By the end of his career, Hickerson would appear in over 200 career games, performing at a level many wouldn’t have expected him to. His last three years were standard fare, but he started every game and ended it with the toughness that the Cleveland Browns were known for back in the old days. He would eventually be rewarded for his efforts by making the Pro Football Hall of Fame in 2007, 34 years after he retired. This honor wouldn’t have happened without that unprecedented six-year span of dominance, and is very well deserved, despite the wait.

#2: Chuck Howley

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Speaking of the Hall of Fame, here’s a player that probably really deserves to be in there.

Chuck Howley was drafted seventh overall by the Chicago Bears, but had so little impact for them that he may as well have not played for them. After two seasons in Chicago, he didn’t play at all in 1960, but was eager to play the next year. Chicago traded him to Dallas, where he would play under Tom Landry and the “Doomsday Defense,” though his contributions wouldn’t become notable until some years later.

Howley played well within the defense, but his best years started in 1965, seven years after he was drafted and at the age of 29. Between 1965 and 1971, he would make six Pro Bowls and five First Team All-Pros. His exertion of skill showed tremendously in his early-to-mid-thirties, in spite of Father Time. He recorded two seasons of five or more interceptions as a linebacker. Some defensive backs can’t even do that, and to do it in the ’60s? Absolutely fantastic.

While playing well in 1972, he didn’t make the Pro Bowl, and injuries caused his final season in 1973 to be relegated to a single game. Still, how poetic it is to have Howley’s last great season as a Cowboy be celebrated with a Super Bowl victory. It almost seems like once he made it to the top of the mountain, he took his time coming back down. Even so, the journey to the top paid off for him in a big way, with all sorts of awards to his credit as one would expect from a first-round pick. It just took him a little while to find a system where he could play to his heart’s content.

#1: Steve Young

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This was really a no-brainer, at least for me. Steve Young is one of the most fascinating stories in NFL history, and his talent is evident in his performance alone.

Touted as a great NFL prospect in 1984, Young decided to skip the NFL and sign a ten-year, $40 million contract with the emerging USFL football league, where he would play with the Los Angeles Express. In 1985, the league went under, and after being selected first overall in the NFL’s Supplemental Draft by the Tampa Bay Buccaneers, Young would spend his first two NFL seasons being chased around by opposing defenders. His record with Tampa Bay as a starter was 3-16. He was traded to the San Francisco 49ers in 1987, where he would serve as the back-up to the legendary Joe Montana. He would play sparingly, but never took the starting spot from Joe until a fateful injury in 1991.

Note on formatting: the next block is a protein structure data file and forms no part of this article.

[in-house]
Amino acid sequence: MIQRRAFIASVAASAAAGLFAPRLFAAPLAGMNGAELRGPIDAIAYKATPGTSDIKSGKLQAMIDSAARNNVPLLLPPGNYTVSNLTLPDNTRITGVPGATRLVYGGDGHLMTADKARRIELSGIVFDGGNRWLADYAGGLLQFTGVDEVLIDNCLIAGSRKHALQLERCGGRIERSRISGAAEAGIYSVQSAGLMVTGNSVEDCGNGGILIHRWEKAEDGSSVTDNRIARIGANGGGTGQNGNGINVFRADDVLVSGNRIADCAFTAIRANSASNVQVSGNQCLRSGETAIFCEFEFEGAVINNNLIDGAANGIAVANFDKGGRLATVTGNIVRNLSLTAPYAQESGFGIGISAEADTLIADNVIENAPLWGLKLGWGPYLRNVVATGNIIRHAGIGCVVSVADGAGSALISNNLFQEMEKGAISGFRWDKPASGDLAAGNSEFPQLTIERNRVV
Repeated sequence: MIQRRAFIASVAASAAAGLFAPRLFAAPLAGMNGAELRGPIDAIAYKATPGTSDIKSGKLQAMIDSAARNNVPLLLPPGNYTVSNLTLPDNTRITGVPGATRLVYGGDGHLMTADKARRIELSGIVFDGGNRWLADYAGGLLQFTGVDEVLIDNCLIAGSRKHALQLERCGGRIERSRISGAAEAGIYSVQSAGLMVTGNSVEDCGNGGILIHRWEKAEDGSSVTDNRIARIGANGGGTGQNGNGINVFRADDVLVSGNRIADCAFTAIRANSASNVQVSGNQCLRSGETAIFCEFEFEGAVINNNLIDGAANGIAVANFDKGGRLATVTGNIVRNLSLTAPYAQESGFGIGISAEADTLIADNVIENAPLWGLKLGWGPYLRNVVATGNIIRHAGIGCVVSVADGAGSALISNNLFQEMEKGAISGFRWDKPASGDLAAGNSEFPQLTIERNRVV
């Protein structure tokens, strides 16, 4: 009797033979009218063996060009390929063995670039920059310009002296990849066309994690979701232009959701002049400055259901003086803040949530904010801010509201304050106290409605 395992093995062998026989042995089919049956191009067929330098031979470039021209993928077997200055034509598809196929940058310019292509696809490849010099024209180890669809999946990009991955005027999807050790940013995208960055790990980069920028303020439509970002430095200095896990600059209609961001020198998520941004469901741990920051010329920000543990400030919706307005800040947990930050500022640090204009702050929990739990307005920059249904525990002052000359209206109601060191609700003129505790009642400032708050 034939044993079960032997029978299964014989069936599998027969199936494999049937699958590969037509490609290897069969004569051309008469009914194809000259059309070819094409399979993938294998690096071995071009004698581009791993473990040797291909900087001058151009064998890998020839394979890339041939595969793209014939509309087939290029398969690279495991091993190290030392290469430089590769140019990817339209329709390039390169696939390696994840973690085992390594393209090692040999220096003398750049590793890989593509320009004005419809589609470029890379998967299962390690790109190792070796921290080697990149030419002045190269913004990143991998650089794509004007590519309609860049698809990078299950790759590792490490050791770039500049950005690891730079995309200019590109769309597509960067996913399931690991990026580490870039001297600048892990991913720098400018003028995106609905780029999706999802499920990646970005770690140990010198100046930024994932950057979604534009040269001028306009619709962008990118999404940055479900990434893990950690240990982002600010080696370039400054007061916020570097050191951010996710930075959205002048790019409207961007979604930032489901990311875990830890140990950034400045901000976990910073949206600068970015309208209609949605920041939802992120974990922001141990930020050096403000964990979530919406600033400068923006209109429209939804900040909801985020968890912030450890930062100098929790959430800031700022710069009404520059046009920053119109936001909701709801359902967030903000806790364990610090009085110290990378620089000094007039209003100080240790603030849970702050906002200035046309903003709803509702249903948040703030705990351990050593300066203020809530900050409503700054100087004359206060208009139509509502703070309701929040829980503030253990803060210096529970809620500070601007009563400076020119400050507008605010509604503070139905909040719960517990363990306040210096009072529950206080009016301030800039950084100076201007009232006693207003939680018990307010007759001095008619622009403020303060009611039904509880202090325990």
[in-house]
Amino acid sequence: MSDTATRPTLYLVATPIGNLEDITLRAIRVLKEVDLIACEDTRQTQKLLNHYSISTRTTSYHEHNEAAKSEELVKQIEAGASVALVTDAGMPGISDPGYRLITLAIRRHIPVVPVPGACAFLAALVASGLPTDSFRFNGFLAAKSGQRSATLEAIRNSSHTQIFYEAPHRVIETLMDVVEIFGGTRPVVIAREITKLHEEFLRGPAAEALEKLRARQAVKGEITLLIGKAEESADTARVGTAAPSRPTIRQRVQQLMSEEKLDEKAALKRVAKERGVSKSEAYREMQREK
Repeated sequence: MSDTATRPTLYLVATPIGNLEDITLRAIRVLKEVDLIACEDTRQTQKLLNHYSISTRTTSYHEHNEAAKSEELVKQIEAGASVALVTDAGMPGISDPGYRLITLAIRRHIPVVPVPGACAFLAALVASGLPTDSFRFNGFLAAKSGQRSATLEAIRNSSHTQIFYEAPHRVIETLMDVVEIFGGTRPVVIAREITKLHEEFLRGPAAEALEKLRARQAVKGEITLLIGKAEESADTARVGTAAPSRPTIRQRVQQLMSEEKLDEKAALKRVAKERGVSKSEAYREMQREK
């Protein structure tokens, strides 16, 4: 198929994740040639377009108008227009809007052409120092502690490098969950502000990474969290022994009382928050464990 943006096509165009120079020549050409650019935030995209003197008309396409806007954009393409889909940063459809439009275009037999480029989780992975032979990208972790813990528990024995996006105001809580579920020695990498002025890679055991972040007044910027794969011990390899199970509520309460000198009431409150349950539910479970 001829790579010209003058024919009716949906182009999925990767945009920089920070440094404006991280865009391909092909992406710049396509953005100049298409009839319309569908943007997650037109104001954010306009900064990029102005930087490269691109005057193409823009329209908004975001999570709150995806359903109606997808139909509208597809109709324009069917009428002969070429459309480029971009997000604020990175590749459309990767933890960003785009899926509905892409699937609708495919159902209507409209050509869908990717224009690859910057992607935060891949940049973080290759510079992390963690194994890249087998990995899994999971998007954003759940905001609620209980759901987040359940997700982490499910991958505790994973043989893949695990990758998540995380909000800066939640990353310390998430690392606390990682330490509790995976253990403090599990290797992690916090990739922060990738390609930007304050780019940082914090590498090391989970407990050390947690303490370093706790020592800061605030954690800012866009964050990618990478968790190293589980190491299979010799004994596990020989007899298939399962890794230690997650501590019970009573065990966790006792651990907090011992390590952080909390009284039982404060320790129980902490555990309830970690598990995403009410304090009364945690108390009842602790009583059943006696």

Starting in 1992, at the age of 32, Steve Young was the bonafide starter for the San Francisco 49ers. He performed as though Joe Montana was just another quarterback.

While Young didn’t win as many Super Bowls, he was absolutely magnificent in the starting role. In the span between 1992 and 1998, he made the Pro Bowl every year, was awarded with three-straight First Team All-pro honors, and won the NFL MVP award twice. His three-year run between 1992 and 1994 had him post three consecutive quarterback ratings of over 100. In 1994, he completed over 70% of his passes, a feat only done three times up to that point. He led the league in completion percentage five times, in quarterback rating six times, and in touchdown passes four times. He was an absolute monster as the 49ers starting quarterback, and in a lot of ways better than his predecessor. It would be naive to say he wasn’t the best quarterback of the ’90s. His only knock was that he didn’t perform nearly as well in the playoffs.

Almost in a Peyton Manning-like sense, Steve Young was a fantastic pure passer, but wasn’t exactly the best person to win championships with. Even so, what he was able to accomplish in the regular season (along with a single Super Bowl victory) makes him incredibly deserving of the top spot on this list. Young enjoyed the most success of his career when most quarterbacks would be relegated to back-up roles. For that, his late-career surge is certainly one that should be noted for all who wish to know.

Honorable Mentions: Kurt Warner, Jay Hilgenberg, London Fletcher

Quarterback Clash: Peyton Manning vs. Tom Brady